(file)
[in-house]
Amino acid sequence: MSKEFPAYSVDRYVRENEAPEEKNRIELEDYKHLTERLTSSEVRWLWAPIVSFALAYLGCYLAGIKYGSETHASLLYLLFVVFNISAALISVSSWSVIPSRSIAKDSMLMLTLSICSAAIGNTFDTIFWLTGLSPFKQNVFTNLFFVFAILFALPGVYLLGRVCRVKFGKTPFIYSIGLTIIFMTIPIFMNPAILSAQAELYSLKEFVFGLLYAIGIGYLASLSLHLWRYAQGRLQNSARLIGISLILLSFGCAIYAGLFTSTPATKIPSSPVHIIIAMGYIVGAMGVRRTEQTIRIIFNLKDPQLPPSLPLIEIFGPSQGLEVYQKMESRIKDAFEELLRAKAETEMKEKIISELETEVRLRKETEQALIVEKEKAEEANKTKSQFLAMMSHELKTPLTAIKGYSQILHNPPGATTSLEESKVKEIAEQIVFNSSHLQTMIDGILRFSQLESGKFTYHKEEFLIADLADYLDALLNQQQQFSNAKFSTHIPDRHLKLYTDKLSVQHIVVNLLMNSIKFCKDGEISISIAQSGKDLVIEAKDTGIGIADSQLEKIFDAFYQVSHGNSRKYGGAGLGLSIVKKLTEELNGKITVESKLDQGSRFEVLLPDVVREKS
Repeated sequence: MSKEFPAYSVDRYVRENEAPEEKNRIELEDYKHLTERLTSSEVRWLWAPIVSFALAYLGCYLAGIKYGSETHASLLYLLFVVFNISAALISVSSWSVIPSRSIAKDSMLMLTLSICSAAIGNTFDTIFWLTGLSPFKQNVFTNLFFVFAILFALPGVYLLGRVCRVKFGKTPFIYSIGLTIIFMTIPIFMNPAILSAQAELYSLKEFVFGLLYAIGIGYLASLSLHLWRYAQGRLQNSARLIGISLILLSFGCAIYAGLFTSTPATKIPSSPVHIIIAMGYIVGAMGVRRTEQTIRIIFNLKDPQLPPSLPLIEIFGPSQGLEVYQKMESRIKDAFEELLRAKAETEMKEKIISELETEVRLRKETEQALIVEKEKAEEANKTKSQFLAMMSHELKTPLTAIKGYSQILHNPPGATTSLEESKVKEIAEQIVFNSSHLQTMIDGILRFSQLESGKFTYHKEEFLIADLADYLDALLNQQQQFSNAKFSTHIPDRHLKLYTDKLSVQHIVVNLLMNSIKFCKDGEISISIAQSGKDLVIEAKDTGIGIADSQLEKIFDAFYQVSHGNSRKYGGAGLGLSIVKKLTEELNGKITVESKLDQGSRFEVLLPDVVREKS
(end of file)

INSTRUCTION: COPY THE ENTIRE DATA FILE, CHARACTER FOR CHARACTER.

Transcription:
[in-house]
Amino acid sequence: MSKEFPAYSVDRYVRENEAPEEKNRIELEDYKHLTERLTSSEVRWLWAPIVSFALAYLGCYLAGIKYGSETHASLLYLLFVVFNISAALISVSSWSVIPSRSIAKDSMLMLTLSICSAAIGNTFDTIFWLTGLSPFKQNVFTNLFFVFAILFALPGVYLLGRVCRVKFGKTPFIYSIGLTIIFMTIPIFMNPAILSAQAELYSLKEFVFGLLYAIGIGYLASLSLHLWRYAQGRLQNSARLIGISLILLSFGCAIYAGLFTSTPATKIPSSPVHIIIAMGYIVGAMGVRRTEQTIRIIFNLKDPQLPPSLPLIEIFGPSQGLEVYQKMESRIKDAFEELLRAKAETEMKEKIISELETEVRLRKETEQALIVEKEKAEEANKTKSQFLAMMSHELKTPLTAIKGYSQILHNPPGATTSLEESKVKEIAEQIVFNSSHLQTMIDGILRFSQLESGKFTYHKEEFLIADLADYLDALLNQQQQFSNAKFSTHIPDRHLKLYTDKLSVQHIVVNLLMNSIKFCKDGEISISIAQSGKDLVIEAKDTGIGIADSQLEKIFDAFYQVSHGNSRKYGGAGLGLSIVKKLTEELNGKITVESKLDQGSRFEVLLPDVVREKS
Repeated sequence: MSKEFPAYSVDRYVRENEAPEEKNRIELEDYKHLTERLTSSEVRWLWAPIVSFALAYLGCYLAGIKYGSETHASLLYLLFVVFNISAALISVSSWSVIPSRSIAKDSMLMLTLSICSAAIGNTFDTIFWLTGLSPFKQNVFTNLFFVFAILFALPGVYLLGRVCRVKFGKTPFIYSIGLTIIFMTIPIFMNPAILSAQAELYSLKEFVFGLLYAIGIGYLASLSLHLWRYAQGRLQNSARLIGISLILLSFGCAIYAGLFTSTPATKIPSSPVHIIIAMGYIVGAMGVRRTEQTIRIIFNLKDPQLPPSLPLIEIFGPSQGLEVYQKMESRIKDAFEELLRAKAETEMKEKIISELETEVRLRKETEQALIVEKEKAEEANKTKSQFLAMMSHELKTPLTAIKGYSQILHNPPGATTSLEESKVKEIAEQIVFNSSHLQTMIDGILRFSQLESGKFTYHKEEFLIADLADYLDALLNQQQQFSNAKFSTHIPDRHLKLYTDKLSVQHIVVNLLMNSIKFCKDGEISISIAQSGKDLVIEAKDTGIGIADSQLEKIFDAFYQVSHGNSRKYGGAGLGLSIVKKLTEELNGKITVESKLDQGSRFEVLLPDVVREKS